Macroscopic change of the muscle after electroporation. The gastrocnemius muscle of two C57BL/6 mice, 7 days after injection of 50 μg pAdapt Empty followed by a 200 V/cm electric pulse delivery. The arrows indicate the whitish part of the muscle corresponding to fibre necrosis and inflammatory infiltrate seen under magnification.

Figure 5

Pathological changes of the muscle after electroporation. The photographs show representative histological sections of the gastrocnemius of C57BL/6 mice. Magnification ×100. A1-3: different sections at 7 days after plasmid electroporation (200 v / cm). The sections were performed in the middle of the white lesion seen macroscopically. They reveal a severe rhabdomyolysis and infiltration by mast cells, eosinophils and mononuclear cells. At the periphery of the lesion, the damages were less severe, the myocytes were not completely necrotic but were pale. In the part of the muscle that was macroscopically normal, there was only a diffuse mild to moderate inflammatory infiltrate. The black arrows indicate necrosis and white arrows indicate inflammatory infiltrate. B: muscle section of a healthy mouse.

Figure 6

Quantification of muscle damage over time. The gastrocnemius muscle was injected with 50 μL (1 μg / μL) of pAdapt Empty followed by a 200 V/cm electric pulse delivery (black bars), 50 μL of PBS and 200 v/cm electroporation (striped bars), electroporation alone (white bars), 50 μL pAdapt Empty (red bars), 50 μL of PBS (blue bars), or were not treated (grey bars). The muscle and blood were collected 2, 7, and 14 days after treatment. Four animals per group. Data are expressed as means ± SD. A: Creatine kinase plasma levels. B: percentage of necrotic fibers determined in the electroporated part of the muscle. Statistical analysis (Scheffe's test) showed a significant difference of the muscle damage at day 2, 7 and 14 between the mice treated by electroporation without pre-injection and those pre-injected with PBS or plasmid and then treated with electroporation. There is not a significantly different damage between the muscle pre injected with PBS and the muscle pre injected with plasmid prior to the electroporation. The p values between the pre injected groups (with PBS or with plasmid) and the "electroporation only" group are indicated above the bars.

Other investigators showed that protein expression from injected DNA was correlated with the voltage intensity up to 250 v/cm. Thus, to determine a therapeutic window for the electroporation procedure, the voltage intensity was gradually diminished and the corresponding muscle damage assessed as previously (Fig 7). The degree of necrosis was indeed correlated with the voltage intensity and decreased to background at 50–100 V /cm. Unfortunately the luciferase expression levels decreased as fast as the muscle damage, and no therapeutic window could be found with these settings.
Figure 7

Quantification of muscle damage by electroporation using different voltage. The gastrocnemius muscle was injected with 50 μL (1 μg / μL) of pAdapt Empty (black bars), or 50 μL of PBS (striped bars) followed by the electric pulse delivery. The control mice received only the electric pulse delivery (white bars). The muscle and blood were collected 2 days after treatment. Four animals per group. Data are expressed as means ± SD. A: plasma levels of the Creatine kinase. B: percentage of necrotic fibers determined in the electroporated part of the muscle. Statistical analysis (Scheffe's test) showed a significant difference of the muscle damage at the highest voltage (200 and 250 V/cm) between the mice treated by electroporation without pre-injection and those pre-injected with PBS or plasmid and then treated with electroporation. There is not a significantly different damage between the muscle pre injected with PBS and the muscle pre injected with plasmid prior to the electroporation. The p values between the pre injected groups (with PBS or with plasmid) and the "electroporation only" group are indicated above the bars.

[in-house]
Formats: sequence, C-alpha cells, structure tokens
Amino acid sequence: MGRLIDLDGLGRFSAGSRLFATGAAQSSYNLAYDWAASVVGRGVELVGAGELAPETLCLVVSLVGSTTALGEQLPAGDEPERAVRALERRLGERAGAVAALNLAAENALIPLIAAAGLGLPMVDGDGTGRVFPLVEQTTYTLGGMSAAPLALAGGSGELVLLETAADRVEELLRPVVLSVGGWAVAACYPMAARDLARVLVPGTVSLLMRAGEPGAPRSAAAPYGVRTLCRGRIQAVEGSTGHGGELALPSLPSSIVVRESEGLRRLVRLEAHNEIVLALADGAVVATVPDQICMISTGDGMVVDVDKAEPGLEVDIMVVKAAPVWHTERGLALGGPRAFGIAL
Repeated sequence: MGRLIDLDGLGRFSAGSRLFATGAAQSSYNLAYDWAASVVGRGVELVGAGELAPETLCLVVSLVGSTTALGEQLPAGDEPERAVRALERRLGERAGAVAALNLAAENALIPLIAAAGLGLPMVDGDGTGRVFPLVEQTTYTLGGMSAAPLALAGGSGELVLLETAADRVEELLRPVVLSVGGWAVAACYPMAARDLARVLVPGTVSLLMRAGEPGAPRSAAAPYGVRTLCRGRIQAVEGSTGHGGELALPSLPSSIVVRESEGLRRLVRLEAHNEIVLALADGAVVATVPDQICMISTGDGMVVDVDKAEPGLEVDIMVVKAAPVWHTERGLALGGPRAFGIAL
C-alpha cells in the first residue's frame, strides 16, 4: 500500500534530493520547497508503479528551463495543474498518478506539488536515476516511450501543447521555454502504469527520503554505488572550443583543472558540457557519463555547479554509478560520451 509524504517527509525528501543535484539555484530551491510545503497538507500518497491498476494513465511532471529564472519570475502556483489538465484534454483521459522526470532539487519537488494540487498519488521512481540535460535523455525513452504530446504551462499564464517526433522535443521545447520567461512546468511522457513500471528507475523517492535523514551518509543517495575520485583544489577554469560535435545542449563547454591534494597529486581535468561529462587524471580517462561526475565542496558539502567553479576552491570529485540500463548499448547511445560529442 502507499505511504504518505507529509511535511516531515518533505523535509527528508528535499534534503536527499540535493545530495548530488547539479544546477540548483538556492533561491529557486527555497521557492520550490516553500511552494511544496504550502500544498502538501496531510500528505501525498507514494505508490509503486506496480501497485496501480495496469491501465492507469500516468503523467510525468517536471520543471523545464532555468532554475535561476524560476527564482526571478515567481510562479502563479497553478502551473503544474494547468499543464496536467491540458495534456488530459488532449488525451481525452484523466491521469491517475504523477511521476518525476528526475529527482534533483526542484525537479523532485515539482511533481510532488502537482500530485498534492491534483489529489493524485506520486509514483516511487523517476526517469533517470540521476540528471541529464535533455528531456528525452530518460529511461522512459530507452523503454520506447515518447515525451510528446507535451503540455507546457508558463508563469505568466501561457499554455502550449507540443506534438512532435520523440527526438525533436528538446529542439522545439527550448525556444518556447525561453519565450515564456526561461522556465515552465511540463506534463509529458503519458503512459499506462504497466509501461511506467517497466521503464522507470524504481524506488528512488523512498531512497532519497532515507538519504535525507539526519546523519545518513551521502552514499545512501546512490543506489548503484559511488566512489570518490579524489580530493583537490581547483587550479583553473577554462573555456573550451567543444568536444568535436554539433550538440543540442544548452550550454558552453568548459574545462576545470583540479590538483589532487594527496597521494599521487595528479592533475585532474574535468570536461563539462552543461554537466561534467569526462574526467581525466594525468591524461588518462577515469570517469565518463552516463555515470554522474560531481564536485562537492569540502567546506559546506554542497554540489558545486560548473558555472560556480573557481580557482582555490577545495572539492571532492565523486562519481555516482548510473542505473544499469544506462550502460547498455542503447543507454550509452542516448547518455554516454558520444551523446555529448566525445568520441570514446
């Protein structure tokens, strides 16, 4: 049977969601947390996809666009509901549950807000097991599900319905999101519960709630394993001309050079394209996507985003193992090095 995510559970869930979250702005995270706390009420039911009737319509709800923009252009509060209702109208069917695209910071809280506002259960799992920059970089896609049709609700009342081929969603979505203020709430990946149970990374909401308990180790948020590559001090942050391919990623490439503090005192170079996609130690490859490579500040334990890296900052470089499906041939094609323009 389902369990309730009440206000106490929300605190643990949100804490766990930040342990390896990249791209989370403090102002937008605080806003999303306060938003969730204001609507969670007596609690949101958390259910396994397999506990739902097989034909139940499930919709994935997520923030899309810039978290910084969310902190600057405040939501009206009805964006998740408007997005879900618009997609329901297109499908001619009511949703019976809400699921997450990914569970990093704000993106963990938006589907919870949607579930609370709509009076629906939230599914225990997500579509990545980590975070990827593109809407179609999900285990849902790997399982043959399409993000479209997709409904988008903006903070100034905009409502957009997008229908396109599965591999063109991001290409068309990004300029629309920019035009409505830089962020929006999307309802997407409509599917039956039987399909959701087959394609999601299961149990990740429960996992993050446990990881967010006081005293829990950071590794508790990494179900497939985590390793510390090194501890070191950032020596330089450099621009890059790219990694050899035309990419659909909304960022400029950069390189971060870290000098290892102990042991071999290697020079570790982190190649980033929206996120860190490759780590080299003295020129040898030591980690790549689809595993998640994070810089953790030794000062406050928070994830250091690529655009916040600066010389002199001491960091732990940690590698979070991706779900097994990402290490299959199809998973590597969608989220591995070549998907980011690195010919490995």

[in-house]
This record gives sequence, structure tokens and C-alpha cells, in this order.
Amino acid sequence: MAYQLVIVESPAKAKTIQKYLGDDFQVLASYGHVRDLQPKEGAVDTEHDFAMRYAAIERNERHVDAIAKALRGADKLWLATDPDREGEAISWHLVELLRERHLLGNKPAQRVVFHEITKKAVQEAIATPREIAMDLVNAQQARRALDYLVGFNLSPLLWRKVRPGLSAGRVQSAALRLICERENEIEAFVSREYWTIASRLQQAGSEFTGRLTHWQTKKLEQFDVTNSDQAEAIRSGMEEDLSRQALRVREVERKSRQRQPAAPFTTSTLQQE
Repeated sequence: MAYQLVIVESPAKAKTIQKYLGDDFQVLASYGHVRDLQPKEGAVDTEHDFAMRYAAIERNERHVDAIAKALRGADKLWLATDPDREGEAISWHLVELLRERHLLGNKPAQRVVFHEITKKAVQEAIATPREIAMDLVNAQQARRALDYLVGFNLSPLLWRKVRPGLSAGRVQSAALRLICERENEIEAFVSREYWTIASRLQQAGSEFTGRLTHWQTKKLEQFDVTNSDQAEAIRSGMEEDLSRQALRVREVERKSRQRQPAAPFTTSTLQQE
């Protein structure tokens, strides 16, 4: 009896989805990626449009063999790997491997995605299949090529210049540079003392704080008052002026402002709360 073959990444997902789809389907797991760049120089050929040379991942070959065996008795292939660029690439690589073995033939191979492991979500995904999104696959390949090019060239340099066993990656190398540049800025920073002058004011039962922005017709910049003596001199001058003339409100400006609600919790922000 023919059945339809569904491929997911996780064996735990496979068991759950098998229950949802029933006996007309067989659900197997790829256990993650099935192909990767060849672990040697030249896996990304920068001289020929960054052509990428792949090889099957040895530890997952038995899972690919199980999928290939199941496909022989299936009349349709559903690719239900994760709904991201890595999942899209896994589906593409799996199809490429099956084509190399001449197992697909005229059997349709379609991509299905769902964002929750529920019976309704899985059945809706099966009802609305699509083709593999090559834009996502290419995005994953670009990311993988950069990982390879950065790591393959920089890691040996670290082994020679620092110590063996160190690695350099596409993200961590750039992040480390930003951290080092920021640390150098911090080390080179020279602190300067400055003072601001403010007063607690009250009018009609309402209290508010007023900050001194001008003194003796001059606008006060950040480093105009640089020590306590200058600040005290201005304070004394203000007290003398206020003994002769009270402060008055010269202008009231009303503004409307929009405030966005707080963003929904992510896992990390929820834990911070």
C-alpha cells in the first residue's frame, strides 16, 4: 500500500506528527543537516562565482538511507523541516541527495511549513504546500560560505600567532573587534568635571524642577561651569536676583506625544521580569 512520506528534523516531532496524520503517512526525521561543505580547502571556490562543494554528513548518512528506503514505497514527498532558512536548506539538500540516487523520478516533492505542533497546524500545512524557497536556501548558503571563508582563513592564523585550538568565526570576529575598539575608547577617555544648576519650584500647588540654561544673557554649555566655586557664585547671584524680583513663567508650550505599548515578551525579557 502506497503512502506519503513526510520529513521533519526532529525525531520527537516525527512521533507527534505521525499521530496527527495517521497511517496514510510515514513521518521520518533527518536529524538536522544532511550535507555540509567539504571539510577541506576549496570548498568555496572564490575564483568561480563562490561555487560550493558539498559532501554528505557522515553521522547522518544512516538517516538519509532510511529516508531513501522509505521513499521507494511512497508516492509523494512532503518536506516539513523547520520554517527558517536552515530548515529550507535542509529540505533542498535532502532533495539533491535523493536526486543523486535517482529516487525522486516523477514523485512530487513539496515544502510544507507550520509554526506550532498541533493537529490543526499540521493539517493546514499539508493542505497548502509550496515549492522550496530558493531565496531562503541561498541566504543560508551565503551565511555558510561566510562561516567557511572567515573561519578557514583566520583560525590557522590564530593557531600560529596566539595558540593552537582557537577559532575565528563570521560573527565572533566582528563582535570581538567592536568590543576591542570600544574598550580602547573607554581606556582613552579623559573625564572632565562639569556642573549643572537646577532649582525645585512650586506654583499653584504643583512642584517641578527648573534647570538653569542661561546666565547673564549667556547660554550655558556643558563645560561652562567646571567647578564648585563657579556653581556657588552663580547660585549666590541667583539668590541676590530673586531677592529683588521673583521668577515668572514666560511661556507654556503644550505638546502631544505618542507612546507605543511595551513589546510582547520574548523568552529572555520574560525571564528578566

Intra-tumoral electroporation as compared to transfection with adenovirus

The permissiveness to adenoviral vectors of rodent as well as of human tumours varies within a range of 3 logs. One of the reasons is that viral vectors are dependant on membrane receptors to enter the cells. Adenoviral transfection can be dramatically impaired in tumours that lack the appropriate receptors. Therefore, transfection of naked DNA using electroporation might offer a possibility to transfect adenoviral-resistant tumours. The L44 bronchial adenocarcinoma was selected from among ten rat tumours of different histological origin, as being very poorly permissive to adenovirus. The standard plasmid electroporation was compared to adenoviral gene delivery in subcutaneously growing tumours. As depicted on fig 8 the electroporation of 50 μg pAdapt Luc and the injection of 5.109iu Ad Adapt Luc induce roughly similar luciferase expression. However, a non-negligible proportion of adenoviruses leaks out of the tumour and reaches the liver. Such leakage is 600 times higher with intra tumoral delivery than after intra-muscular injection as judged by the luciferase activity measured in the liver. In contrast, there is no leakage of the luciferase activity from the tumour after plasmid electroporation. In order to assess the toxicity associated with the viral leakage to the liver, graded doses of luciferase and empty vectors were injected iv in Brown Norway rats. The intravenous route was chosen on basis of its consistent reproducibility. The luciferase activity in the liver was measured and pathological changes were scored in liver sections. To avoid interference by the transgene, the liver damage were determined in animals injected with an empty vector. Figure 9 shows that the leakage associated with the intra-tumoral injection of 5.109iu and 1010iu is in the range of vector doses that induce a mild to moderate liver damage. In an attempt to assess the therapeutic window of the adenoviral vector in this poorly permissive tumour, the number of transduced cells in the tumour was determined by injection of vectors encoding the β-galactosidase gene (Table 1). It is assumed that no significant effect is expected from a therapeutic transgene (e.g thymidin kinase, mhATF-BPTI or endostatin) if the percentage of transduced tumour tissue is below 5%. The intra tumoral injection of 1010iu adenovirus resulted in the transduction of only 1–2% of the tumour cells, mostly limited around the needle track (Table 1). This vector dose of 1010iu is already toxic for the liver (Fig. 9). Thus the margin between efficacy and toxicity of the adenovirus in non-permissive tumour is not wide enough for therapeutic applications.